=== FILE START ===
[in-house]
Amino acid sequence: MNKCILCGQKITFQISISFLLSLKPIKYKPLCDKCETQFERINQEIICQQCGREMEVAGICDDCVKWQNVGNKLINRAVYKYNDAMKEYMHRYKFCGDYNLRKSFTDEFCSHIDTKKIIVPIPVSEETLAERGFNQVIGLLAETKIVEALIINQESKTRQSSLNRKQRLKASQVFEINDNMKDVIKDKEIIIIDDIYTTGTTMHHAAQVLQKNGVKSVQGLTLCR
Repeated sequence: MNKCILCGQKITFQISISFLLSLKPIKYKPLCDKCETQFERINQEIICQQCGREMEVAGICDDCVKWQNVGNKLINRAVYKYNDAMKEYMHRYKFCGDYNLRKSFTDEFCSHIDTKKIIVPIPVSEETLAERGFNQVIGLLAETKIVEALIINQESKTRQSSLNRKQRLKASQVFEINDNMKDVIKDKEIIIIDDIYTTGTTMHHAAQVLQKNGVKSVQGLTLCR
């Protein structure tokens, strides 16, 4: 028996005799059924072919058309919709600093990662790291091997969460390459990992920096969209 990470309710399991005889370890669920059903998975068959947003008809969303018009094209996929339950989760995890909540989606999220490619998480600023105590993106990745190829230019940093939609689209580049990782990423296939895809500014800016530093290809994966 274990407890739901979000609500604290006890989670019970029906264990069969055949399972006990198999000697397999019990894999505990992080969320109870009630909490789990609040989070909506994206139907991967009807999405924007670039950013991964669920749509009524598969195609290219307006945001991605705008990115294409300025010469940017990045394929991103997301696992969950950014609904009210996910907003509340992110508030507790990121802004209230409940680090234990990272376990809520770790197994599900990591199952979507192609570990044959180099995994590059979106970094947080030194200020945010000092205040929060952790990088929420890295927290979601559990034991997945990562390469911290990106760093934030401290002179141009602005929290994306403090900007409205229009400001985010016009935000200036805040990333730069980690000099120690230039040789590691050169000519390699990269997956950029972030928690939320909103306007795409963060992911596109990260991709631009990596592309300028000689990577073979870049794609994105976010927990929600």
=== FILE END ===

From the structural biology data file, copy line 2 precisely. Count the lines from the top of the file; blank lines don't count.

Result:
Amino acid sequence: MNKCILCGQKITFQISISFLLSLKPIKYKPLCDKCETQFERINQEIICQQCGREMEVAGICDDCVKWQNVGNKLINRAVYKYNDAMKEYMHRYKFCGDYNLRKSFTDEFCSHIDTKKIIVPIPVSEETLAERGFNQVIGLLAETKIVEALIINQESKTRQSSLNRKQRLKASQVFEINDNMKDVIKDKEIIIIDDIYTTGTTMHHAAQVLQKNGVKSVQGLTLCR